• Students who trust and feel loyal to your institution, who will therefore less likely to spread rumours or heighten panic among their families – an incredibly important consideration for institutions with international students. One international student’s bad experience can easily travel a long way in their home communities, as worried parents and friends spread the news to others in their networks.

Writing in the Harvard Business Review, communications expert Paul Argenti says that perfect is the enemy of good when it comes to crisis communications:

“Even if you’re still trying to understand the extent of the problem, be honest and open to maintain credibility. Approach the situation with empathy. Put yourself in your constituents’ shoes to understand their anxiety. You will sometimes get it right, and you will often get it wrong, but it is still better to be as transparent as you can.”

Even for larger institutions or schools, Mr Argenti recommends that crisis communications teams be small – no more than five to seven people, with representatives from the leadership team, corporate communications, HR, and an expert in the area of concern (i.e., a medical expert well versed in COVID-19). This team, says Mr Argenti, should:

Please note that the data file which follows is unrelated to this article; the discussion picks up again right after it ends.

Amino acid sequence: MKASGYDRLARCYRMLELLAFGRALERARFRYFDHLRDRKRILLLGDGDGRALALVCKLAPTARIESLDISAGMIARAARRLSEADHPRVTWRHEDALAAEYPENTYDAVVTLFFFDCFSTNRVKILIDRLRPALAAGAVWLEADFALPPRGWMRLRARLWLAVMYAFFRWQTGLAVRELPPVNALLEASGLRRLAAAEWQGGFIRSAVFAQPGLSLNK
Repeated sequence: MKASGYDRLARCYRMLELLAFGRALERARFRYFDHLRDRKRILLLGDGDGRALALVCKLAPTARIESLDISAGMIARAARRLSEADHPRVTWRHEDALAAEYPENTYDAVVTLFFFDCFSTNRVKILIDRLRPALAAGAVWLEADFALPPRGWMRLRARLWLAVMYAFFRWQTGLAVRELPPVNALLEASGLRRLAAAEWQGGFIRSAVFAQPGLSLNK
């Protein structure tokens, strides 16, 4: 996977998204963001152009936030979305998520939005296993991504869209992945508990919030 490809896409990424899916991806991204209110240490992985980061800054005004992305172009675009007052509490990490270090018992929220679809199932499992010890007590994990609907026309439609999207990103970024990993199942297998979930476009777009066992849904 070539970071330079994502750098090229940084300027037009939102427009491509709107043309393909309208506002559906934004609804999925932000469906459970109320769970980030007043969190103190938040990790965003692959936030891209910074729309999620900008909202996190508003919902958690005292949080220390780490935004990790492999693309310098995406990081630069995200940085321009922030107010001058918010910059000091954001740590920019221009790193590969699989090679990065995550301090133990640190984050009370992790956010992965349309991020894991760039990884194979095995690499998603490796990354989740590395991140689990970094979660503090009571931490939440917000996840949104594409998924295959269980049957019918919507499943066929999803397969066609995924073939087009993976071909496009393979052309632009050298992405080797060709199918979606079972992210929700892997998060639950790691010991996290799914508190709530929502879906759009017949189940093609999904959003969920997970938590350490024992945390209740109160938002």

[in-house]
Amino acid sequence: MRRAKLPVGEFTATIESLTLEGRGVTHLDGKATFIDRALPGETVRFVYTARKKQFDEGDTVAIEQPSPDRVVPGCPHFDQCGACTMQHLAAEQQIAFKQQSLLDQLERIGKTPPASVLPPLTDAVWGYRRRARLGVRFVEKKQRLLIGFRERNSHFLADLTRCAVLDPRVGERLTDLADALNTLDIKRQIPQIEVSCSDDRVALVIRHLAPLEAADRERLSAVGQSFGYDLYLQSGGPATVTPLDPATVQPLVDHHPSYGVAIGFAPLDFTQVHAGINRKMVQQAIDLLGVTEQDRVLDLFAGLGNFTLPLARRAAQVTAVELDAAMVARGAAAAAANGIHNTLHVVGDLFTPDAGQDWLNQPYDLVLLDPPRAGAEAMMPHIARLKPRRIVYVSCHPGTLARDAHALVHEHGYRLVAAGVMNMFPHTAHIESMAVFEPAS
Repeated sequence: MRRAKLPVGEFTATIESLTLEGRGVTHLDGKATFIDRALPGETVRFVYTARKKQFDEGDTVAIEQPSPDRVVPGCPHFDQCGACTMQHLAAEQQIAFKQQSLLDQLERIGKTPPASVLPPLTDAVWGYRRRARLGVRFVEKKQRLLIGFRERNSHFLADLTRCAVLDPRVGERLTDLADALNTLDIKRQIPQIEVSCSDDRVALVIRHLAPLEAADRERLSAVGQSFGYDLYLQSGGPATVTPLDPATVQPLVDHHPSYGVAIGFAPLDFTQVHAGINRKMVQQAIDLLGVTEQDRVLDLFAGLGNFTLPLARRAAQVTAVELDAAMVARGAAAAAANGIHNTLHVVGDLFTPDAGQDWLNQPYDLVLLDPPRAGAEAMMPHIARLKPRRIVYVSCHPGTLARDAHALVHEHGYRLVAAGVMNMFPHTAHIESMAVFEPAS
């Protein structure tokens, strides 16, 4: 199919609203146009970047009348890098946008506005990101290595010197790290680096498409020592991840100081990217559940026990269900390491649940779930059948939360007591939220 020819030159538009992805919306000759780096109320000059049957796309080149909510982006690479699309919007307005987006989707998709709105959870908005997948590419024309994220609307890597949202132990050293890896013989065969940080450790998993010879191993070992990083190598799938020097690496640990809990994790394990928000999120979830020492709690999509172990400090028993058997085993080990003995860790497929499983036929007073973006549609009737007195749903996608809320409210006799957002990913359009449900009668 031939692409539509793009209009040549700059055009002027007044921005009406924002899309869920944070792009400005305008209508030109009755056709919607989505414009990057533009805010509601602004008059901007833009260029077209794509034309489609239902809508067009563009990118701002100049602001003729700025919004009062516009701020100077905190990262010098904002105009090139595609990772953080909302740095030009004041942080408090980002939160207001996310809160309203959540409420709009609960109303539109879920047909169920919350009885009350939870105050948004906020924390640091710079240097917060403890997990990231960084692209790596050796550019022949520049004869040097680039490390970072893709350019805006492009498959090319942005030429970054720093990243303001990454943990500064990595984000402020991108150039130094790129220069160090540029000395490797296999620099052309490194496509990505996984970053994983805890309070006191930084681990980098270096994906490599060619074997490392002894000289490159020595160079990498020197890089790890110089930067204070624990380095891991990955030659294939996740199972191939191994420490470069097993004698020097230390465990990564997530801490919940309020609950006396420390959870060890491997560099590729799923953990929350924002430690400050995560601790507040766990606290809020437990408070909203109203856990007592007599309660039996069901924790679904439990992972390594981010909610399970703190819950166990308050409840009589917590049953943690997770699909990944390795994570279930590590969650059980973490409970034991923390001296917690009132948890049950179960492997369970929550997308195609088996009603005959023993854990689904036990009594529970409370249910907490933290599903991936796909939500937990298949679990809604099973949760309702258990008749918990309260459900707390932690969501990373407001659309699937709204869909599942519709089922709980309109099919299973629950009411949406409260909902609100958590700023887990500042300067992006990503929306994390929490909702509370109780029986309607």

• “Meet regularly to monitor the situation closely as it continues to evolve.
  • Be the main source of information about the crisis.
  • Give regular updates.
  • Be as transparent as possible. Explain what you know, what you don’t know, and your sources of information.
  • Be succinct. Long turgid messages written by health professionals or lawyers will not be read or easily understood.”

The key is to ensure that whomever is communicating to students and parents is doing so calmly, proactively, knowledgeably, and transparently.

If and when an outbreak does occur, be prepared. Most governments now have guidance prepared for schools and universities operating during the pandemic, for example the CDC’s guidelines in the United States, and equivalent briefs in Canada, the UK, Australia, and New Zealand.

Recognise the impact of social media